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Partyngton Coat of Arms / Partyngton Family Crest

The surname of PARTYNGTON is a Lancashire habitation name and was from a place in Greater Manchester, so called from the Old English word PEARTINGTUN, literally meaning 'the dweller at the settlement enclosure or village'. PARTINTON (without surname) was documented in the year 1260 in the County of Cheshire, and appears to be the first of the name on record. Stephen de Pertlington was recorded in 1327 in County Sussex. Local names usually denoted where the original bearer of the name held his land, and indicated where he actually lived. At first the coat of arms was a practical matter which served a function on the battlefield and in tournaments. With his helmet covering his face, and armour encasing the knight from head to foot, the only means of identification for his followers, was the insignia painted on his shield, and embroidered on his surcoat, the draped and flowing garment worn over the armour. Later instances of the name mention Adam Partington who was dwelling at Barton-on-Irwell, and was recorded in the Subsidy Rolls of Salford in the year 1541. John Partington and Ellen Foster were married at Prestbury Church, County Chester in the year 1616. The bulk of European surnames in countries such as England and France were formed in the 13th and 14th centuries. The process started earlier and continued in some places into the 19th century, but the norm is that in the 11th century people did not have surnames, whereas by the 15th century they did. A George Partington of Partington (yeoman) was listed in the Wills at Chester in 1646. Surnames before the Norman Conquest of 1066 were rare in England having been brought by the Normans when William the Conqueror invaded the shores. The practice spread to Scotland and Ireland by the 12th century, and in Wales they appeared as late as the 16th century. Most surnames can be traced to one of four sources, locational, from the occupation of the original bearer, nicknames or simply font names based on the first name of the parent being given as the second name to their child.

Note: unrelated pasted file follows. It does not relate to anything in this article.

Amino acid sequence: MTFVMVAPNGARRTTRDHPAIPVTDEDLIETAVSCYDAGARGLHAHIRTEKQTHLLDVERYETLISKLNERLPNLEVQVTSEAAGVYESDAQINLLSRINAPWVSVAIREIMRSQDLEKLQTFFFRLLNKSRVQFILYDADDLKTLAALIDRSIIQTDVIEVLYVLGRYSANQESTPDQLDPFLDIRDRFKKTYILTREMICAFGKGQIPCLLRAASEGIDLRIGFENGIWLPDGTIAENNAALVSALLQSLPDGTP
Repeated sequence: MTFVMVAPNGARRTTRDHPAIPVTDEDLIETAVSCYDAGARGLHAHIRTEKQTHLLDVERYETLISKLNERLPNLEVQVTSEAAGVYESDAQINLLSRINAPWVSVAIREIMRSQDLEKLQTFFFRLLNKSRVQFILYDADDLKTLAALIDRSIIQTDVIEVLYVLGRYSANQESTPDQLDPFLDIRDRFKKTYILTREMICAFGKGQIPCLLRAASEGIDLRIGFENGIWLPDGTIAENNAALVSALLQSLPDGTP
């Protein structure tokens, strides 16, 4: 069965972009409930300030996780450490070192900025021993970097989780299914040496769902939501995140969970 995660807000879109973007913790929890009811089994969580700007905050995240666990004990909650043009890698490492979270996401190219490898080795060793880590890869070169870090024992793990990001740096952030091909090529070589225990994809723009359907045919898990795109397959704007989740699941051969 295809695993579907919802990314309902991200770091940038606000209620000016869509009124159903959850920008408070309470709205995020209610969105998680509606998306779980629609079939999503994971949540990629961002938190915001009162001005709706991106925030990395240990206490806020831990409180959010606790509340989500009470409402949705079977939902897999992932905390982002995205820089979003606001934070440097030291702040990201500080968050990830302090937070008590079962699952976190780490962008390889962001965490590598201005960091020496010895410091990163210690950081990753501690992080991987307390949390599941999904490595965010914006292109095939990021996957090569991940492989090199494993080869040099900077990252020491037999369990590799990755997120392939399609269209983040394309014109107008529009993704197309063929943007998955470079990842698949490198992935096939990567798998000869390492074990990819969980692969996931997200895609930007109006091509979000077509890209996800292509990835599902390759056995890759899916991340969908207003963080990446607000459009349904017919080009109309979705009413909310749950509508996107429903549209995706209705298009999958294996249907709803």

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Last Updated: Dec. 1st, 2021

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